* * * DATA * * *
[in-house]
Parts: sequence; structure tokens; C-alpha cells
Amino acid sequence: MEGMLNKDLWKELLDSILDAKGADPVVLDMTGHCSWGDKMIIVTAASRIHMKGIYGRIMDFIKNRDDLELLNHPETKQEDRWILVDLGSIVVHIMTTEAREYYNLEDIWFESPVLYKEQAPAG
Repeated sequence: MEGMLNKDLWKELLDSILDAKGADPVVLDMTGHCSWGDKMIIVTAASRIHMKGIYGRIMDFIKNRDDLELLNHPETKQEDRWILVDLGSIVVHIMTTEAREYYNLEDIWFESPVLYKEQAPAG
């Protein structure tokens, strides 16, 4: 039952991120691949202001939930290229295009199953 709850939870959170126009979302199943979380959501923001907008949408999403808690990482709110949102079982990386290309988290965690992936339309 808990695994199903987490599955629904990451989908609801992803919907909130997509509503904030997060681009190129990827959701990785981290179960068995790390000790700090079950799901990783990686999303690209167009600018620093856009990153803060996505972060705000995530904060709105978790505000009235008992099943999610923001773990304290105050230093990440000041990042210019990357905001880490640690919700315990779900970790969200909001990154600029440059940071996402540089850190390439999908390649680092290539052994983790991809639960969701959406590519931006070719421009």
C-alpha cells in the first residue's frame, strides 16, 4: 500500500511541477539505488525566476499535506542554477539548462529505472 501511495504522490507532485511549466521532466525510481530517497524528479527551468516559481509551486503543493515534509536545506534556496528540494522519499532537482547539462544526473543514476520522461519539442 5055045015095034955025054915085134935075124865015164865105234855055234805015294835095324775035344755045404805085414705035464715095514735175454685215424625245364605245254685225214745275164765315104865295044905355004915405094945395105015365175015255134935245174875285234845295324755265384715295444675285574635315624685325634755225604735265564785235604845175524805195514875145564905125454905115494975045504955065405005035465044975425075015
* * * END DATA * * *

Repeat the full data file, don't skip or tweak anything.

[in-house]
Parts: sequence; structure tokens; C-alpha cells
Amino acid sequence: MEGMLNKDLWKELLDSILDAKGADPVVLDMTGHCSWGDKMIIVTAASRIHMKGIYGRIMDFIKNRDDLELLNHPETKQEDRWILVDLGSIVVHIMTTEAREYYNLEDIWFESPVLYKEQAPAG
Repeated sequence: MEGMLNKDLWKELLDSILDAKGADPVVLDMTGHCSWGDKMIIVTAASRIHMKGIYGRIMDFIKNRDDLELLNHPETKQEDRWILVDLGSIVVHIMTTEAREYYNLEDIWFESPVLYKEQAPAG
């Protein structure tokens, strides 16, 4: 039952991120691949202001939930290229295009199953 709850939870959170126009979302199943979380959501923001907008949408999403808690990482709110949102079982990386290309988290965690992936339309 808990695994199903987490599955629904990451989908609801992803919907909130997509509503904030997060681009190129990827959701990785981290179960068995790390000790700090079950799901990783990686999303690209167009600018620093856009990153803060996505972060705000995530904060709105978790505000009235008992099943999610923001773990304290105050230093990440000041990042210019990357905001880490640690919700315990779900970790969200909001990154600029440059940071996402540089850190390439999908390649680092290539052994983790991809639960969701959406590519931006070719421009």
C-alpha cells in the first residue's frame, strides 16, 4: 500500500511541477539505488525566476499535506542554477539548462529505472 501511495504522490507532485511549466521532466525510481530517497524528479527551468516559481509551486503543493515534509536545506534556496528540494522519499532537482547539462544526473543514476520522461519539442 5055045015095034955025054915085134935075124865015164865105234855055234805015294835095324775035344755045404805085414705035464715095514735175454685215424625245364605245254685225214745275164765315104865295044905355004915405094945395105015365175015255134935245174875285234845295324755265384715295444675285574635315624685325634755225604735265564785235604845175524805195514875145564905125454905115494975045504955065405005035465044975425075015